Komaza: taking the pressure off African forests through micro-forestry

The Challenge

Fuelwood supplies over 80% of Africa’s primary energy and is the leading driver of forest degradation and second leading driver of deforestation. While alternative energy sources will grow with time, wood will continue to be Africa’s primary energy source for many decades to come.

As populations and economies grow and urbanise, by 2030 Africa’s demand for industrial wood is set to grow by 400%, with a supply deficit exceeding $30 billion.

While this is attracting some private investment, it is unlikely that large-scale forest plantations will meet this deficit. Without new models, deforestation will continue and Kenyan consumers will pay high prices for imported industrial wood.

The Project

Komaza works to establish micro tree farms that produce timber for sale into high-value industrial markets (such as veneer, plywood, briquettes), using waste materials as a sustainable source of fuelwood.

To do this, Komaza partners with smallholder farmers. The smallholder provides the land and labour and Komaza provides seeds plus training and support on optimising production.

Komaza’s innovative out-grower model enables smallholders to gain an income from their previously unproductive land and, because there is no need for purchasing land and labour, means trees can be planted 65% more cheaply than they are on big plantations.


© Komaza


By planting on pockets of degraded or unproductive smallholder land, so-called micro-forestry, Komaza aims to restore degraded farmlands through reforestation while enabling farmers to earn life-changing income from tree harvests.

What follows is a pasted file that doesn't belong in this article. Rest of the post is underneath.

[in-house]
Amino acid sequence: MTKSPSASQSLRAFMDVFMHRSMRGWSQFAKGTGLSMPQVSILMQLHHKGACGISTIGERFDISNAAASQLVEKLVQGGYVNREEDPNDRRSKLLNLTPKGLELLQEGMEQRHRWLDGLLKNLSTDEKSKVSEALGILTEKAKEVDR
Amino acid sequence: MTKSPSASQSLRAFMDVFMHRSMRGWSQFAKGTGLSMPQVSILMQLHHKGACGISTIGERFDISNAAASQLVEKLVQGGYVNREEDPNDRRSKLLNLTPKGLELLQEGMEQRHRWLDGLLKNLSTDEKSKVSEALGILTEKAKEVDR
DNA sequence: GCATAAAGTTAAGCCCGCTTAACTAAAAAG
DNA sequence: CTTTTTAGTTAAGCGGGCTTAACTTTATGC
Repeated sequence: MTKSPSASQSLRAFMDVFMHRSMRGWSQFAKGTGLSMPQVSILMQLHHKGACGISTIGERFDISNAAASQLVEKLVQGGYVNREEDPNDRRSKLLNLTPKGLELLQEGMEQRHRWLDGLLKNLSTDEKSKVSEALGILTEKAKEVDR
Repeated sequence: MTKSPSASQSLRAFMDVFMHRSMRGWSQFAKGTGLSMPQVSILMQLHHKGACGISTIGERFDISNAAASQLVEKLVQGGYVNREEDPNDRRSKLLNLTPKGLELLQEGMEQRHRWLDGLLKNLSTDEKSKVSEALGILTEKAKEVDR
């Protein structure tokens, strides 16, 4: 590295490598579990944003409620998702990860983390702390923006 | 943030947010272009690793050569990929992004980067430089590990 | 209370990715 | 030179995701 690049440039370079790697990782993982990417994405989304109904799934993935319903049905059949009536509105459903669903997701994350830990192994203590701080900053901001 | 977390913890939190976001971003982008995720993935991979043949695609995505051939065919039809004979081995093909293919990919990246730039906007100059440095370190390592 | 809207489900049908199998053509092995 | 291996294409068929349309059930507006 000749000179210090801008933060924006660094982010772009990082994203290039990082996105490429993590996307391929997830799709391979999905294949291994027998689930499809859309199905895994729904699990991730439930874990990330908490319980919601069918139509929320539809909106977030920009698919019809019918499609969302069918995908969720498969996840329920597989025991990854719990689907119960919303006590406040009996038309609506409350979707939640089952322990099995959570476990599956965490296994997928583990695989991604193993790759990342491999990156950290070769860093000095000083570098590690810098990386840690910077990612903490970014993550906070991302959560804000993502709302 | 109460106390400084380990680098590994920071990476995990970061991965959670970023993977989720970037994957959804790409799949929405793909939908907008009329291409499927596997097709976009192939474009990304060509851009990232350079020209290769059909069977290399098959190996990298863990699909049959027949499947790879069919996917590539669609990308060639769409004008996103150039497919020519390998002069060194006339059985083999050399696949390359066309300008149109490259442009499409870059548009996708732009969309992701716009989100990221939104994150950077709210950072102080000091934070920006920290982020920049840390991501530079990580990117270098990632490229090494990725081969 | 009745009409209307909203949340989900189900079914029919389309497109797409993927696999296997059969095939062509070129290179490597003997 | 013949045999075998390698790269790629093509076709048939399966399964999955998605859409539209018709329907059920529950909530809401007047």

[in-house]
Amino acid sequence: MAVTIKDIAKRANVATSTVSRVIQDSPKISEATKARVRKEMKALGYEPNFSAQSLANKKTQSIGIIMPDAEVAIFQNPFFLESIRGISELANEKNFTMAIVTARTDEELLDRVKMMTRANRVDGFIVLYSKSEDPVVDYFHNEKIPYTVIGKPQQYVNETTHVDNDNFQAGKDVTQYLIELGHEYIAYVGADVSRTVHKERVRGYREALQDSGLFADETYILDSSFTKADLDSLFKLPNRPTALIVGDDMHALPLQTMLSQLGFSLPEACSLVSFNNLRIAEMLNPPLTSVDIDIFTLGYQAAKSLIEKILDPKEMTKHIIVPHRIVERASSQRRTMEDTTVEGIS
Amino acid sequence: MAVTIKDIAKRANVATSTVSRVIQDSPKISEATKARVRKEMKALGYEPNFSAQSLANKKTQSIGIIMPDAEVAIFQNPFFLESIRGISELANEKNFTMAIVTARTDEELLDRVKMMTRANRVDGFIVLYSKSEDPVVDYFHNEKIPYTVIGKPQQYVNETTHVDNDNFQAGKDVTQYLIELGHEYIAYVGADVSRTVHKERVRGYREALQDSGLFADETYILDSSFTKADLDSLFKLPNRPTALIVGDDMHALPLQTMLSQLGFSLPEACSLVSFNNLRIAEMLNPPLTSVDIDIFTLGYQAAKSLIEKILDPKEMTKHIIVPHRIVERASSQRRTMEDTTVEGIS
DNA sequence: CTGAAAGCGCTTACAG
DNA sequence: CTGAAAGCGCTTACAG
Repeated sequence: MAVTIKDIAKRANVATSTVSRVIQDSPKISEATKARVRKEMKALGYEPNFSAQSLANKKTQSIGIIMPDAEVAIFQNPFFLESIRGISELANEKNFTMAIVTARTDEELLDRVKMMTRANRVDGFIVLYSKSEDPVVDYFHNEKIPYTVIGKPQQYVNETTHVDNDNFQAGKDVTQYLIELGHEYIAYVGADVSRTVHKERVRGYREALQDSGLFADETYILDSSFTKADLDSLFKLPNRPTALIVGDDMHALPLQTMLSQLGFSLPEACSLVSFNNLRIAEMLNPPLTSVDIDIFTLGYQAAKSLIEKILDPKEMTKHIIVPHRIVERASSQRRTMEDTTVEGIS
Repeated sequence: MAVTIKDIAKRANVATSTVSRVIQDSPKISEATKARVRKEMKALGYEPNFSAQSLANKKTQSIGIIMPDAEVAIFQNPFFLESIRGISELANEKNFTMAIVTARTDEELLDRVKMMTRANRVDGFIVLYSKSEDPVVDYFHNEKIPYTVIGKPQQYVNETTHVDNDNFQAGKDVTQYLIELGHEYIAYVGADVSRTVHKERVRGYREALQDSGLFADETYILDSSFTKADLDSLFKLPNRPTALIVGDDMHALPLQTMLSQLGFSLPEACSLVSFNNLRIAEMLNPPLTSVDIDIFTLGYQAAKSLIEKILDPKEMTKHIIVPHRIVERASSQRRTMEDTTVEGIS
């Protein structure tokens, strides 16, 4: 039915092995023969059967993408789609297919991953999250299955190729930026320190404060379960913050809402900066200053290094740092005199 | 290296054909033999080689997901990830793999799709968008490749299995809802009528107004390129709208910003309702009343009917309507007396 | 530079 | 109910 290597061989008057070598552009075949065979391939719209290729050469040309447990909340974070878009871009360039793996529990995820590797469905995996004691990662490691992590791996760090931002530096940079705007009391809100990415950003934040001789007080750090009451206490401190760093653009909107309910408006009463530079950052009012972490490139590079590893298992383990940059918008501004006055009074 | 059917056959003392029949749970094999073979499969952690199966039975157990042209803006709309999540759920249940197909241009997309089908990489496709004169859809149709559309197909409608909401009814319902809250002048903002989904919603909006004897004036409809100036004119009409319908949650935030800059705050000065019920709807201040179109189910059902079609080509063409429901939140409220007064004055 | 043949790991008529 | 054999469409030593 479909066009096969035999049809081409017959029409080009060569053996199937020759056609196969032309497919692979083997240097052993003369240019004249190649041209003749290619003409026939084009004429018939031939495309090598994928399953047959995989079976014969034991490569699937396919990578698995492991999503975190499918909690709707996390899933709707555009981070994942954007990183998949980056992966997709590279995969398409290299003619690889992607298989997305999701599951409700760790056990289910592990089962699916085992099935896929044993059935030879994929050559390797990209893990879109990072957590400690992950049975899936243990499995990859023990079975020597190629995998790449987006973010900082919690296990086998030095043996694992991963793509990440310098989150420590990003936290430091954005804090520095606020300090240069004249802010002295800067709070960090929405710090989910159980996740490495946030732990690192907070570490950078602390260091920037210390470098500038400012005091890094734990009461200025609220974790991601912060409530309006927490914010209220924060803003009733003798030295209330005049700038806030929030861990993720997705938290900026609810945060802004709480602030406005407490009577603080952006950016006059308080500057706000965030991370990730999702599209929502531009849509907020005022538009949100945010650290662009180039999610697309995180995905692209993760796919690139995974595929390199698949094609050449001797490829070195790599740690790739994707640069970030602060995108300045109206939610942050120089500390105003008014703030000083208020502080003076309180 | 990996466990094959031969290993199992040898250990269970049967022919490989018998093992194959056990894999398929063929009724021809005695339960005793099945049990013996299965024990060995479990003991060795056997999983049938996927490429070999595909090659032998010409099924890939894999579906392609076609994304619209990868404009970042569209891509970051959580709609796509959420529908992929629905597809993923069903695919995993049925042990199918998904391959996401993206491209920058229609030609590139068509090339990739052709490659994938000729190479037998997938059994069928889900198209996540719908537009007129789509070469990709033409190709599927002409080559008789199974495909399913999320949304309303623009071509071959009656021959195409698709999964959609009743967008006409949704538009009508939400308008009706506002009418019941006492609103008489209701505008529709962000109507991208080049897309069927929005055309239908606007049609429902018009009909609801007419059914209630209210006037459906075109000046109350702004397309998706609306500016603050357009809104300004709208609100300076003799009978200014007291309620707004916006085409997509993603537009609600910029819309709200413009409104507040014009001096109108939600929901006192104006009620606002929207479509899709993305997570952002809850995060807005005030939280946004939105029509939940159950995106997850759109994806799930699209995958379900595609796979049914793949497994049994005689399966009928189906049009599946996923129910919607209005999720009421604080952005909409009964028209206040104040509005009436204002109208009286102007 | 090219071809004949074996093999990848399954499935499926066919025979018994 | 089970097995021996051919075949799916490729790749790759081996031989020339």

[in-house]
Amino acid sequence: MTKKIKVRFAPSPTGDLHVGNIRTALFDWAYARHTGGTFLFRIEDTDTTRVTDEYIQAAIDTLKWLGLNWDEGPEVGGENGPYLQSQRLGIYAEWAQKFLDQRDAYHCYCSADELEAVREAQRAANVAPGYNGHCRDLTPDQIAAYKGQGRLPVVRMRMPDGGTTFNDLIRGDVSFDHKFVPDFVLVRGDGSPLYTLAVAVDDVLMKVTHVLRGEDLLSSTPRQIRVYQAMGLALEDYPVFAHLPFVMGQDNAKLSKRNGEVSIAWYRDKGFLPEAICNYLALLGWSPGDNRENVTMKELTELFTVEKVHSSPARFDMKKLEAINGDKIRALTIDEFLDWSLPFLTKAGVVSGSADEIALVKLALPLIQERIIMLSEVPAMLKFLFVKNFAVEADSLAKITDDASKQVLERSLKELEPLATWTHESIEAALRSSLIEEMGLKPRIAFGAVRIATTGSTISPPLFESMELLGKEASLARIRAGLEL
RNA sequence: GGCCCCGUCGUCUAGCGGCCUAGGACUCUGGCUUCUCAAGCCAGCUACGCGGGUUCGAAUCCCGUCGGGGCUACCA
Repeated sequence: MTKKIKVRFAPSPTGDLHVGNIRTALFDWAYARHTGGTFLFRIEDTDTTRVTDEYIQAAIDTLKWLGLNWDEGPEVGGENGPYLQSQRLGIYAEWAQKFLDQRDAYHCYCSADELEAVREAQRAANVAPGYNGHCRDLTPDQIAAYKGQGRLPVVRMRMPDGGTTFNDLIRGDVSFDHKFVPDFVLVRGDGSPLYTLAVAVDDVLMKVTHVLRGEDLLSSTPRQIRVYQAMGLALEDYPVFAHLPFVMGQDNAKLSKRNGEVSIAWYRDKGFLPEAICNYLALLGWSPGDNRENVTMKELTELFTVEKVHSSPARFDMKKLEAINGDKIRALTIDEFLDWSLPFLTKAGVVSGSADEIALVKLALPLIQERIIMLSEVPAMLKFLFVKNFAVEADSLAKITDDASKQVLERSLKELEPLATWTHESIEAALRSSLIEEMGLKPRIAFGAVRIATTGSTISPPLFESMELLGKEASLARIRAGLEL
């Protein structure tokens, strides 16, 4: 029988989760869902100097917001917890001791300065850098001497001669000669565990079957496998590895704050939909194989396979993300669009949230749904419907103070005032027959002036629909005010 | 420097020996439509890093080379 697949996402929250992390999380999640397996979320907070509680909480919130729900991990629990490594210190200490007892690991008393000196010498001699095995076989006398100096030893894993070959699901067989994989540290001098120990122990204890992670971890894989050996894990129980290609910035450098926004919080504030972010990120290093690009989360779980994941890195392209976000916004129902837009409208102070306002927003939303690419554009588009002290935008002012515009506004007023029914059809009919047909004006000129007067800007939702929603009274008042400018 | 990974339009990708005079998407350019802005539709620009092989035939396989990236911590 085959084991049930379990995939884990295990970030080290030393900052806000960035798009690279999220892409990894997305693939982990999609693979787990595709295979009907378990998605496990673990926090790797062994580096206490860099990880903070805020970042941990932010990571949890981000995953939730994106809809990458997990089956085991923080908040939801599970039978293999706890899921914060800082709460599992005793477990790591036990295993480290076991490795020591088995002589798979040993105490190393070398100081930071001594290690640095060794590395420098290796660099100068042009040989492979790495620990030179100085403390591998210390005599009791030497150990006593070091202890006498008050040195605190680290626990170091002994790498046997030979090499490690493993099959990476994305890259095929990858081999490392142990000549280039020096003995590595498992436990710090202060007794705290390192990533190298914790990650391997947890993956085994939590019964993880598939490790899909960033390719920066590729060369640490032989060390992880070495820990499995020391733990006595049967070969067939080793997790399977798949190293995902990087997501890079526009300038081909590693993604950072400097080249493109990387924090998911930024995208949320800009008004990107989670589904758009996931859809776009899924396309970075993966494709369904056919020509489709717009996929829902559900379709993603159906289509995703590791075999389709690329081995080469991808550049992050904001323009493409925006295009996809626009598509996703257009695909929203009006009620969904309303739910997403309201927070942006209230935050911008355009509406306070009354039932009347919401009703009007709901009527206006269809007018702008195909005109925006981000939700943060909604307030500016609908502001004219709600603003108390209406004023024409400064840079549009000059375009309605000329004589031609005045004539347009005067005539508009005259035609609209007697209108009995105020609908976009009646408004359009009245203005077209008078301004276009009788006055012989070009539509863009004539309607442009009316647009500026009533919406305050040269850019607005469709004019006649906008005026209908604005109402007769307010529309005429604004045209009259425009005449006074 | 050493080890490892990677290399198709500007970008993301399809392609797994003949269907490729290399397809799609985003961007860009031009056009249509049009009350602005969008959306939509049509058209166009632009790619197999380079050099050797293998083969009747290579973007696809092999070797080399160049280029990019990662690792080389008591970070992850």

As a result, local consumers have access to sustainable timber and fuel at competitive prices, and pressure on natural forests will be reduced.

Partnerships for Forests support has allowed Komaza to develop an expansion strategy and lay the foundations to launch a special forestry vehicle to securitise Komaza’s harvest contracts, which included designing a term sheet and developing an investor pitch deck. Taken together, these activities aim at establishing a sustainable plan to finance the future rapid growth of Komaza.

The impact

Komaza has been operating in Kilifi for the past ten years and has successfully scaled its model to Kwale in coastal Kenya. It has been working with around 5,000 farmers, planted 3,800 hectares of trees, and begun to process some wood and generate sales. In December 2018, Komaza launched its first operation site in Nyandarua, validating market and farmer data through pilot projects.

Economic and social value

By intercropping and using currently unproductive land, farmers add to their existing income with money first the from thinnings of the planted trees after 3–6 years, and then more significant income from mature harvests after 8–15 years.

The project also focuses on engaging and economically empowering women; they make up half of the participating farmers.

Environmental value

The deep-rooted trees are resilient to erratic rainfall, help stabilise soils and mitigate erosion.

Kilifi, Kwale and Nyandarua regions, Kenya

Hectares under sustainable land use (2020 targets)
7000 hectares
Private investment mobilised (2020 targets)
£30 million